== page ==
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When uncoated sandy soils dominate a field, a grower should manage water and nutrients based upon crop response on soils containing uncoated sands. In the opposite case, where uncoated sands are only a small portion of the field, then nutrient and water decisions should be based upon vegetable responses growing in those soils containing coated sands (Figure 4). Depending upon the shape and location of the poorly producing areas, coupled with the soil forming processes originally present in the original landscape, these areas can be:

  1. Amended to increase their productivity;

  2. Kept in marginal production, but not amended; or

  3. Treated as a greenbelt without direct crop production. In practice, a greenbelt can be difficult to incorporate into farming operations, as modern agriculture works best when tractors drive in straight lines and drip tapes and ditches run straight. Option 2 above may be the best choice for vegetable growers, working across small problem areas especially on soils that are highly variable.

Figure 4. 

Close-up of coated sand particles. The coating is often a combination of clay and organic matter (reddish-brown material on sand grains), which greatly improves crop production on soils that have coatings.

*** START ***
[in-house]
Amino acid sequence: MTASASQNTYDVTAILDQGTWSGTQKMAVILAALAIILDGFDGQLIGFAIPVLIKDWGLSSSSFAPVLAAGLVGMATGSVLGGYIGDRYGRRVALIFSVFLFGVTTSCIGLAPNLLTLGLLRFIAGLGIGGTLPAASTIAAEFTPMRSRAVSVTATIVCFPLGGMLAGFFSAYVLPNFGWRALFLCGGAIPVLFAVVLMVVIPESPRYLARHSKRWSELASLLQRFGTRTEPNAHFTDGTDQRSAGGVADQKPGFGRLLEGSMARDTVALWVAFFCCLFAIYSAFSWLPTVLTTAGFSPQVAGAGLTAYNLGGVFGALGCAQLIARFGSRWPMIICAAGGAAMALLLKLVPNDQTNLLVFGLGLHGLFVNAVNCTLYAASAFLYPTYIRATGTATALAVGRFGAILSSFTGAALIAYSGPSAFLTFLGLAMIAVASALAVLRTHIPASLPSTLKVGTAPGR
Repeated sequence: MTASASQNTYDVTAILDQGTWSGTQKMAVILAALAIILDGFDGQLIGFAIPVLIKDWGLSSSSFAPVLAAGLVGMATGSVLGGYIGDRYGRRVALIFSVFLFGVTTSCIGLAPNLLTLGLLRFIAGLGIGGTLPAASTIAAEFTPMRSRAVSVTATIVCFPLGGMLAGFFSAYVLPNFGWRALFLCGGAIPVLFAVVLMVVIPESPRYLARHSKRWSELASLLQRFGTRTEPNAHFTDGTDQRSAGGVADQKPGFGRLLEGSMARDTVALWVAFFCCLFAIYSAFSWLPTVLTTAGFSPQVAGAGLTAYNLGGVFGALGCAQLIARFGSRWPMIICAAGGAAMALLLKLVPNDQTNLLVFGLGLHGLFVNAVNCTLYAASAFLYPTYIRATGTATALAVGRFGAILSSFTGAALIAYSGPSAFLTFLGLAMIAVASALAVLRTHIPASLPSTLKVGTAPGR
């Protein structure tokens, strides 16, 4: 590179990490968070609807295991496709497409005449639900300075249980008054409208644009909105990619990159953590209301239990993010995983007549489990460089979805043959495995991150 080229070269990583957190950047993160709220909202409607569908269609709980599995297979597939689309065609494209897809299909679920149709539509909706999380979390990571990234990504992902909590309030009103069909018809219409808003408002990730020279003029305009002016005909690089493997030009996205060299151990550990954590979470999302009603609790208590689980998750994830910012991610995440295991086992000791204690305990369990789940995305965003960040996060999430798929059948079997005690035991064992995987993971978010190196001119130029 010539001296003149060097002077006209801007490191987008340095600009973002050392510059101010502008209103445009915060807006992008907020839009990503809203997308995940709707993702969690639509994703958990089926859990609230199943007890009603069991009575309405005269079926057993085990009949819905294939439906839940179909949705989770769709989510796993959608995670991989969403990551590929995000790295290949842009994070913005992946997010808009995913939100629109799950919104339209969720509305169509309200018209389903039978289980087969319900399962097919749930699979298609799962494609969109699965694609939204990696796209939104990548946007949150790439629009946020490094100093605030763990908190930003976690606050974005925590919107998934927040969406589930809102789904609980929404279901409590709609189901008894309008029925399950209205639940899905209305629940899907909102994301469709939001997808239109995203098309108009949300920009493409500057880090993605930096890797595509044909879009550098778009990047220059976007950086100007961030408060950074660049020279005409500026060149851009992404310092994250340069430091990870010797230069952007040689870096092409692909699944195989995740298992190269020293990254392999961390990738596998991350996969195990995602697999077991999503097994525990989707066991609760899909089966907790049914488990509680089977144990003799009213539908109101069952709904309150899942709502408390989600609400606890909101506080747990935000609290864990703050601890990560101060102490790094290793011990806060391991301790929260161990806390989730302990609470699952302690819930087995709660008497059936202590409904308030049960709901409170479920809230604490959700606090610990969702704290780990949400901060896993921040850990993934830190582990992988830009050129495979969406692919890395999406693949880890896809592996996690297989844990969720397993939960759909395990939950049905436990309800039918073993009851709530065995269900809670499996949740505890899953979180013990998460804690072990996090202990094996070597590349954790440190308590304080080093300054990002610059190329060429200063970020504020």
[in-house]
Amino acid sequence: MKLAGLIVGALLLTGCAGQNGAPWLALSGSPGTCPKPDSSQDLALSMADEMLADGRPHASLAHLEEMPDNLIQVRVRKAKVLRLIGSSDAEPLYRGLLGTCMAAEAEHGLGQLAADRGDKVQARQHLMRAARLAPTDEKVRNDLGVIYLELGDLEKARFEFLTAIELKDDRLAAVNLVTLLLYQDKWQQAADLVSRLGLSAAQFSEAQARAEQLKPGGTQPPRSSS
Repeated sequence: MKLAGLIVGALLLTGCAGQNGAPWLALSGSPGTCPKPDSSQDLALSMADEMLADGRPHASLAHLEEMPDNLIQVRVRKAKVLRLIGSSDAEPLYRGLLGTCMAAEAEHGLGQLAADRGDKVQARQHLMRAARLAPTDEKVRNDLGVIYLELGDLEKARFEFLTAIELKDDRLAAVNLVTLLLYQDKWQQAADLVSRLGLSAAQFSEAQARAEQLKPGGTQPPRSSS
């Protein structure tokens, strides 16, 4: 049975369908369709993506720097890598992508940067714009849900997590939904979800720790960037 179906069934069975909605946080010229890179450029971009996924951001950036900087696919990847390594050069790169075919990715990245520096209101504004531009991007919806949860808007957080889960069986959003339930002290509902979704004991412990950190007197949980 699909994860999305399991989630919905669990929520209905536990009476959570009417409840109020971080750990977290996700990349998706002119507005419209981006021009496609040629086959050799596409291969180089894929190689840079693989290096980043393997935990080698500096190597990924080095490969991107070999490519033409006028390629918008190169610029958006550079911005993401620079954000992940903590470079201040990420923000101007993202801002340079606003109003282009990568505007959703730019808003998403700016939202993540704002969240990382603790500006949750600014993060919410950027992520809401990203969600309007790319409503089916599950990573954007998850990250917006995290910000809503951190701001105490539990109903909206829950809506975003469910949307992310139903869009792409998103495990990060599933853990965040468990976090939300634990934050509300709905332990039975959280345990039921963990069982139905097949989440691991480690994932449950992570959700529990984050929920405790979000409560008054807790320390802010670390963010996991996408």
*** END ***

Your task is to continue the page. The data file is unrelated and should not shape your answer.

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Water Management Considerations for High Yield and Quality Vegetables

The statement that vegetables are nothing but nicely packaged water is quite profound and points to the fact that high quality and yield are directly associated with proper water management (Table 2 and Table 3). Given the information provided above concerning the genesis and variability of sandy soils in southwest Florida, appropriate and timely water management decisions become all that more critical for commercial vegetable production.

Good water management must start with system design. The design should be such that transmission losses are minimized. Additionally, the system must be capable of addressing soils in southwest Florida that may present irrigation problems. If designed correctly, the system will allow the manager to avoid water stress or an excess of nutrient leaching during the growing season.

Because irrigation management is so critical to commercial crop production throughout the United States, several philosophies or approaches to irrigation have evolved. One such approach is termed the Critical Moisture Period. This concept assumes that the crop can tolerate short periods of drought and that the Critical Moisture Period is often defined by the development of the harvestable plant part. This irrigation approach works well with agronomic crops with a long growing season and on finer texture soils. However with vegetable production in southern Florida, often with short growing seasons and variable rainfall, this approach does not result in the uniform watering regime needed to obtain proper fruit size and maintain vegetable quality. Short drought periods often result in malformations of fruit, fruit cracking once irrigation is provided, and smaller sized fruit with resulting loss of revenue.